The $9.4 billion acquisition of Safeway by Cerberus Capital Management, announced in March, and its merger with Cerberus-owned Albertsons, was one of the biggest deals in U.S. grocery history and makes for the second-largest pure grocery company in America. It was a long time coming, and, as with many elaborate courtships, had its ups and downs. (At press time, the merger was awaiting approval by antitrust regulators.)
Safeway already held the No. 2 position, behind Kroger. But the deal cements that position and narrows the gap, as the new company now has more than 2,700 stores nationwide. It also is seen as a way to address some problems that had afflicted the companies in their previous incarnations.
Cerberus appears to have been the only serious contender for Safeway. Kroger reportedly made a late bid, but a deal with Kroger probably would have required massive selloffs to satisfy antitrust regulators in California and elsewhere. In any case, Kroger may have just wanted to drive up the price for its rival, as it was busy with its own deal for the Harris Teeter chain based in North Carolina.
The deal is, in a sense, a reunion for Albertsons, in a saga that began in 2006. Cerberus combined with grocer Supervalu and drugstore chain CVS Health to buy Albertsons, in a deal valued at $17.4 billion. The company then split up, with Supervalu holding on to most of the Albertsons stores, which it rebranded as New Albertsons. Its banners besides Albertsons included Acme in the mid-Atlantic, Shaw's and Star Market in New England, and Jewel-Osco in Chicago. The remaining Albertsons stores, mostly in the West, were organized as Albertson's LLC by Cerberus, which proceeded to close underperforming ones steadily through 2012.
ACT TWO REUNITES
Supervalu tried to hang onto the stores it had organized as New Albertsons, but couldn't make a go of it. That led to Act Two in 2013, when Cerberus and the other investors in Albertson's LLC bought New Albertsons, now down to 877 stores, back from Supervalu. Albertson's LLC also bought a 21 percent stake in Supervalu, which became a wholesaler. The deal revealed what a killer Supervalu's debt load was: Albertson's LLC paid $100 million in cash–and $3.2 billion in debt assumption.
For all sides in the deal, it represented a chance to reset the scoreboard after some rough going during the preceding years. Some of the New Albertsons banners, like Jewel-Osco, hadn't been doing well. But the Safeway acquisition presents questions about plans for the future company's management and overall structure.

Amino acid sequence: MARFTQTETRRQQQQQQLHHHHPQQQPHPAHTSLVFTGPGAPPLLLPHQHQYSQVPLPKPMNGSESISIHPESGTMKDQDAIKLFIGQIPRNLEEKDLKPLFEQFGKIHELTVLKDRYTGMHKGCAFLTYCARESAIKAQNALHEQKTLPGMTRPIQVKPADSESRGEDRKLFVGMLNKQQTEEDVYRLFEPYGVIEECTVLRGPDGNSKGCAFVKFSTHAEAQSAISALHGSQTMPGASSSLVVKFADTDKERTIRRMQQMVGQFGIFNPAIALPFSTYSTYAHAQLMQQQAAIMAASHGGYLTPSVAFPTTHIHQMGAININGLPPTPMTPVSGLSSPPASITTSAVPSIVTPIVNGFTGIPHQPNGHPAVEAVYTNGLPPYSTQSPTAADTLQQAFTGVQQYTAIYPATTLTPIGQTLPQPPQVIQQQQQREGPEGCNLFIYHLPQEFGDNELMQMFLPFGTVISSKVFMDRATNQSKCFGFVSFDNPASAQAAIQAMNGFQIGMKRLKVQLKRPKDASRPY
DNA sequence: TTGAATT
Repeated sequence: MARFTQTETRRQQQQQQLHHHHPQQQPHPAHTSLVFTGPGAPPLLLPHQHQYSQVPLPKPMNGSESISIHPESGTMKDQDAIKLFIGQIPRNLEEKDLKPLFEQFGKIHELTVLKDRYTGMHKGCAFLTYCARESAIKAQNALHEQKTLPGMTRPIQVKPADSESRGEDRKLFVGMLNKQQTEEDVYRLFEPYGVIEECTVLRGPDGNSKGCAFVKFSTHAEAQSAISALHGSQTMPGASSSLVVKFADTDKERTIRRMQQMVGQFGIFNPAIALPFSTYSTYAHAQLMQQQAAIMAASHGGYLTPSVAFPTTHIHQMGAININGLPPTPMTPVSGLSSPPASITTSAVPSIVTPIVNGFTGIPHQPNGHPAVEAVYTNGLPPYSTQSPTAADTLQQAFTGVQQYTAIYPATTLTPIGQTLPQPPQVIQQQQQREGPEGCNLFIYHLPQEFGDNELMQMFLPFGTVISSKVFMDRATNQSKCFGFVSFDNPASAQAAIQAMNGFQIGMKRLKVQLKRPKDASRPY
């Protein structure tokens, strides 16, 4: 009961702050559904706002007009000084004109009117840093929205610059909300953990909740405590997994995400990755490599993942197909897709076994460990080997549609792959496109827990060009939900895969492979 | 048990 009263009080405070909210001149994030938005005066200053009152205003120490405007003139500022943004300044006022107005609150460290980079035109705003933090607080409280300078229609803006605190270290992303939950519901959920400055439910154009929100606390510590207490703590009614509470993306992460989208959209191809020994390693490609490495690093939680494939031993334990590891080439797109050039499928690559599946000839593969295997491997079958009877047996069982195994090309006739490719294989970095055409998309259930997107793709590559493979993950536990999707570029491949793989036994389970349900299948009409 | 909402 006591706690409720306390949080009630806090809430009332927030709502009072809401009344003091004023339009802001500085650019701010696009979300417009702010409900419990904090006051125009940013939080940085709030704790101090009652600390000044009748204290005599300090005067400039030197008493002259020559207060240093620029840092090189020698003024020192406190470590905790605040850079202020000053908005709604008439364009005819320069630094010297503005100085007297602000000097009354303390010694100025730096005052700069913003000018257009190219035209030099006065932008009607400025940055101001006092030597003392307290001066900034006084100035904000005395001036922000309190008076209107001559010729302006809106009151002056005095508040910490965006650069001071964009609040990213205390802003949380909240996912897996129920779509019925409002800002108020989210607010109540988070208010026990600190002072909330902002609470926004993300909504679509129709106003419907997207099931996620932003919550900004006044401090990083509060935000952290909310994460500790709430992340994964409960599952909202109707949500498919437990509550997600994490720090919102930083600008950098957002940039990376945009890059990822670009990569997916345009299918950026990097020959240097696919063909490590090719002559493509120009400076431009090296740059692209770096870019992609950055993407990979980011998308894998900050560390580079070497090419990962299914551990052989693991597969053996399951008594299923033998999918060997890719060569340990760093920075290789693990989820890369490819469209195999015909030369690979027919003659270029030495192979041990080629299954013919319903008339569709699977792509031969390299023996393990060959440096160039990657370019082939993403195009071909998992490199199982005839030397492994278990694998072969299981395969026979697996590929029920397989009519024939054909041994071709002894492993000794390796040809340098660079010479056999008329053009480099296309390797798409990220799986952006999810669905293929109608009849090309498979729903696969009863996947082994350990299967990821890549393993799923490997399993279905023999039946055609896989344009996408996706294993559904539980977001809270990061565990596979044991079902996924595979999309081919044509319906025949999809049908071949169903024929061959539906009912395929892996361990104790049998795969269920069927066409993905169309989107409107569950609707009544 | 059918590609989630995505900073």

For one thing, Cerberus is not a grocer; it's a private-equity company with a history of acquiring companies and cutting out the underperforming parts, as it did in 2006. Private equity firms often go after businesses whose parts are more attractive than the whole, and that would seem to apply in this case, with some of the banners facing less competition than others. In addition, as part of the deal, Cerberus plans to sell off Property Development Centers, Safeway's real-estate development arm, which owns several store sites and was overseeing a couple of new-store construction projects in California. This is a possible signal that it doesn't intend to build any new stores.
In general, Cerberus is seen as more interested in splitting up the company and milking its various parts than in having a coherent end game. The cash-heavy grocery industry, with its traditional structure of regional banners, has great potential in these situations for being divided into winners and losers, with the winners rewarded with a windfall IPO payday and the losers sinking out of sight after being saddled with the outstanding debt. Venture capitalists, who traditionally have spurned food retailing as having too-small profit margins, are starting to become interested. Sterling Investment Partners put Fairway Market, a New York-based chain it had owned since 2007, up for an IPO last year, raising $177.5 million (and retaining a majority share). Lone Star Holdings filed for a $500 million IPO for its Bi-Lo and Winn-Dixie banners in late 2013, although it withdrew the filing in August with no explanation.
The management team going forward is a combination of both companies, with Robert Edwards, CEO of Safeway, becoming CEO of the new company and Bob Miller, CEO of Albertsons, becoming executive chairman. In a talk at Boise State University in April, Miller implied that Cerberus is in the grocery game for the long haul by saying that when it bought part of Albertsons originally in 2006, experts expected them to sell off the stores immediately. But even though some stores were sold, a wholesale dismantling didn't happen, Miller said, noting that the new company bought 10 Raley's stores in New Mexico: "That...showed the grocery world that we weren't solely about selling the car for parts," he was quoted as saying in the Idaho Statesman.
For the time being, the new company has said it does not plan to close any stores. However, when Cerberus made the original purchase in 2006, it gave similar reassurances of not closing any stores, then ended up shuttering hundreds, essentially wiping out the Albertsons banner in northern California.
Another potential sticking point is unionization. Most of the existing Safeway stores are unionized, as are many Albertsons, and the United Food and Commercial Workers unions in northern California have bad memories of unionized stores getting shut down or sold. But the union president said shortly after the sale that he looks forward to working with Cerberus.
If Cerberus does end up dismantling Safeway/Albertsons or selling off one or more large chunks, it will conform to the industry trend on mergers and acquisitions, which has generally cooled off after a binge in the late 1990s (although consolidation by market share continues apace).